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EU Commission Condemns Poland and Hungary for Banning Ukrainian Grain Imports

The European Commission has declared unilateral trade actions by EU member states unacceptable after Poland and Hungary announced bans on Ukrainian grain and food imports to protect their local agricultural sectors.

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Logistical Bottlenecks Affect Central European Farmers

Following Russia's invasion that blocked some Black Sea ports, large amounts of less expensive Ukrainian grain remained in Central European countries, creating logistical bottlenecks and negatively impacting prices and sales for local farmers.

Political Strain for Poland's Ruling Party

The situation has caused political issues for Poland's nationalist Law and Justice (PiS) party, particularly in an election year, as it has upset their traditionally strong rural support base.

EU Calls for Coordination in Trade Decisions

In response to Poland and Hungary's announcements, the European Commission emphasized the importance of coordinating and aligning all trade decisions within the EU, as trade policy falls under the EU's exclusive competence.

Poland Defends Ban Using Security Clause

Polish government spokesman Piotr Muller claimed the ban was possible due to a security clause, and the government was in constant contact with the European Commission.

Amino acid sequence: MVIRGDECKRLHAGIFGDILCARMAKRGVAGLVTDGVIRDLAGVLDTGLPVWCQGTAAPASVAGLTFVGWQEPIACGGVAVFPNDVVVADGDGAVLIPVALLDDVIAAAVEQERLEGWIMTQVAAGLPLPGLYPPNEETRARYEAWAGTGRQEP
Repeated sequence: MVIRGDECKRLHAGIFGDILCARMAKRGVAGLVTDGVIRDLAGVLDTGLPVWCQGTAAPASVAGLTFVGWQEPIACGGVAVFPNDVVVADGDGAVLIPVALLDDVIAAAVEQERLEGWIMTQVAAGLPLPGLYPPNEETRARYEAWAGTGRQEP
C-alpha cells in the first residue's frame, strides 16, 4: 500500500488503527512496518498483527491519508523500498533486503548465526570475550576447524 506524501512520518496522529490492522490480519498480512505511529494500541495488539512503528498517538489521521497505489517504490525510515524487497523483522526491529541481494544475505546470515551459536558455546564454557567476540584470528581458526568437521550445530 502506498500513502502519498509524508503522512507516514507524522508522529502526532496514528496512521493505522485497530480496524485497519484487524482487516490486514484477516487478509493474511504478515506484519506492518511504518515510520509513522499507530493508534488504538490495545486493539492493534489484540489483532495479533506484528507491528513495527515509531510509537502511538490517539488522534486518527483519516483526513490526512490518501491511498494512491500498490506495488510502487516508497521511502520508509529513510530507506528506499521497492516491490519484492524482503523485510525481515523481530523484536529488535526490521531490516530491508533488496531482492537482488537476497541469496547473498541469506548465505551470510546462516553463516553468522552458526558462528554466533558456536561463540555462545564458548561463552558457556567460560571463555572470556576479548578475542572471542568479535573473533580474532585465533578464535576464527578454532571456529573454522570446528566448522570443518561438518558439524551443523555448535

Bulgaria Contemplates Ukrainian Grain Ban

Bulgaria's Agriculture Minister Yavor Gechev revealed that the country is also considering a ban on Ukrainian grain imports, according to local agency BTA.

Polish Ban Includes Transit of Products

Poland's ban also applies to the transit of products through the country, with talks planned with Ukraine to establish a system preventing goods from entering the local market.

Ukraine Calls for Talks on Polish Ban

Ukraine's Ministry of Agrarian Policy and Food stated that the Polish ban contradicts existing bilateral export agreements, urging for talks to resolve the issue.

Ban Duration and Black Sea Ports Situation

The ban is set to last until June 30, with Ukrainian Black Sea ports expected to reopen in line with a multi-nation agreement. However, Moscow indicated that the agreement might only be extended if the West removes Russian grain and fertilizer export barriers.

Ukrainian Grain Exports and Impact on Poland

Ukraine's farm minister Mykola Solsky reported that between 500,000 to 700,000 tonnes of agricultural products, including grain, cross the Polish border monthly, highlighting the significance of this trade relationship.